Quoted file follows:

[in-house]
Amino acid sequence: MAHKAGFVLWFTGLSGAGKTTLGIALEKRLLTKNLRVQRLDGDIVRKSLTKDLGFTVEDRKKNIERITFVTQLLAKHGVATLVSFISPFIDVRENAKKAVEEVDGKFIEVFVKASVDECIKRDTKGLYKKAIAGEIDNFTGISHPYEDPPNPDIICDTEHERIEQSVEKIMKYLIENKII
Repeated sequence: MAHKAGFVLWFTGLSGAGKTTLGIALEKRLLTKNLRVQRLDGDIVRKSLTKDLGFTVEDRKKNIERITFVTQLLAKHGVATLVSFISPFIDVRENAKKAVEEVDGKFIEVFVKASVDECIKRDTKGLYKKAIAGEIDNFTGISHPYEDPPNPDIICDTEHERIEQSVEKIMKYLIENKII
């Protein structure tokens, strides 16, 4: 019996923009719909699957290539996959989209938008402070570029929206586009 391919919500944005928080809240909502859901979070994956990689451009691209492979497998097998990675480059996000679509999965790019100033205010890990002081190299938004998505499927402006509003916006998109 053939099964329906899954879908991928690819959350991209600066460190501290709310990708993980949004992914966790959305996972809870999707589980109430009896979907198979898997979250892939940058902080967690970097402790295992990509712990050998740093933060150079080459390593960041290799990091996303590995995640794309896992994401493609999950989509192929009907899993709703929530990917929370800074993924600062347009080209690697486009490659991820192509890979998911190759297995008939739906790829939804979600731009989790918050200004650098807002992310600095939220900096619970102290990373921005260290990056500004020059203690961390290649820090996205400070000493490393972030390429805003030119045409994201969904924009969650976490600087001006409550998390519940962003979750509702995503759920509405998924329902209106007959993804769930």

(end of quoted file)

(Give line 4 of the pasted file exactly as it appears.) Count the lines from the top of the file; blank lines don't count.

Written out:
């Protein structure tokens, strides 16, 4: 019996923009719909699957290539996959989209938008402070570029929206586009 391919919500944005928080809240909502859901979070994956990689451009691209492979497998097998990675480059996000679509999965790019100033205010890990002081190299938004998505499927402006509003916006998109 053939099964329906899954879908991928690819959350991209600066460190501290709310990708993980949004992914966790959305996972809870999707589980109430009896979907198979898997979250892939940058902080967690970097402790295992990509712990050998740093933060150079080459390593960041290799990091996303590995995640794309896992994401493609999950989509192929009907899993709703929530990917929370800074993924600062347009080209690697486009490659991820192509890979998911190759297995008939739906790829939804979600731009989790918050200004650098807002992310600095939220900096619970102290990373921005260290990056500004020059203690961390290649820090996205400070000493490393972030390429805003030119045409994201969904924009969650976490600087001006409550998390519940962003979750509702995503759920509405998924329902209106007959993804769930």